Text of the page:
The bioinspired design process : according to project complexity and motivation
Massachusetts Institute of Technology. Department of Mechanical Engineering.
Sangbae Kim and David R. Wallace.
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Taking cues from natural creatures and systems is becoming a more widely used technique in engineering design. This design philosophy or technique is referred to as bioinspired design or biomimicry. Prior art has focused on problem-driven and solution-based bioinspired process without reflection upon the nature of the engineering challenges to which the technique is being applied, or the motives for applying this design philosophy. After interviewing nine researchers from six different laboratories at MIT about bioinspired design projects and processes, some commonalities and differences in bioinspired design process were observed. This thesis generalizes these observations to propose four unique bioinspired design processes, each tailored to one of the following: problem-driven low-complexity systems, problem-driven complex systems, inspiration-driven low-complexity systems and inspiration-driven complex systems. The steps of visualization, data extraction, modeling, optimization, design and fabrication are detailed, with the aim of guiding designers away from commonly encountered problems. Additionally, it was found that relationships between biologists and engineers can be strained by differing goals, timelines and vocabulary, but that engineers applying bioinspired design techniques find these relationships to be valuable and seek to strengthen them.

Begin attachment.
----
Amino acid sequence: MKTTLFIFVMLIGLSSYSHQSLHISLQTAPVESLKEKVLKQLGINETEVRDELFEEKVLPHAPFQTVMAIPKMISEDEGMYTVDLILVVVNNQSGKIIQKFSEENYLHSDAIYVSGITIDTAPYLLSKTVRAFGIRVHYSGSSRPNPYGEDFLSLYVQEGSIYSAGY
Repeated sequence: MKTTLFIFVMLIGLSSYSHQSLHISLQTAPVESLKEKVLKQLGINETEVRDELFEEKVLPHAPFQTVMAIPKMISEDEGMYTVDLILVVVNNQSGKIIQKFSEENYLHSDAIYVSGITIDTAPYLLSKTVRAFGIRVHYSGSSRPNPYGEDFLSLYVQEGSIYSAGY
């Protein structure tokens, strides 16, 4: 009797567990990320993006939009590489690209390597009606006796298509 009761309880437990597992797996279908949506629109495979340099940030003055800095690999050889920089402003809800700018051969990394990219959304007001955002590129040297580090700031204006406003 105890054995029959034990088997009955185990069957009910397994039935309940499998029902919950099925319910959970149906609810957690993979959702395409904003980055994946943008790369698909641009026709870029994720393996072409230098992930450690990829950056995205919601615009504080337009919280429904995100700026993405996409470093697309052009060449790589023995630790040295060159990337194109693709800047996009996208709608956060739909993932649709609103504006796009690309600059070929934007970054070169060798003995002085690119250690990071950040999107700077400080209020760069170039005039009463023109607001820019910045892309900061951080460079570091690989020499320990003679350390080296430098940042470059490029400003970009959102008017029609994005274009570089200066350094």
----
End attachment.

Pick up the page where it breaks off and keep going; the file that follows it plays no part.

Thesis (S.M.)--Massachusetts Institute of Technology, Dept. of Mechanical Engineering, 2013.Cataloged from PDF version of thesis.Includes bibliographical references (p. 51-53).
DepartmentMassachusetts Institute of Technology. Department of Mechanical Engineering.
Massachusetts Institute of Technology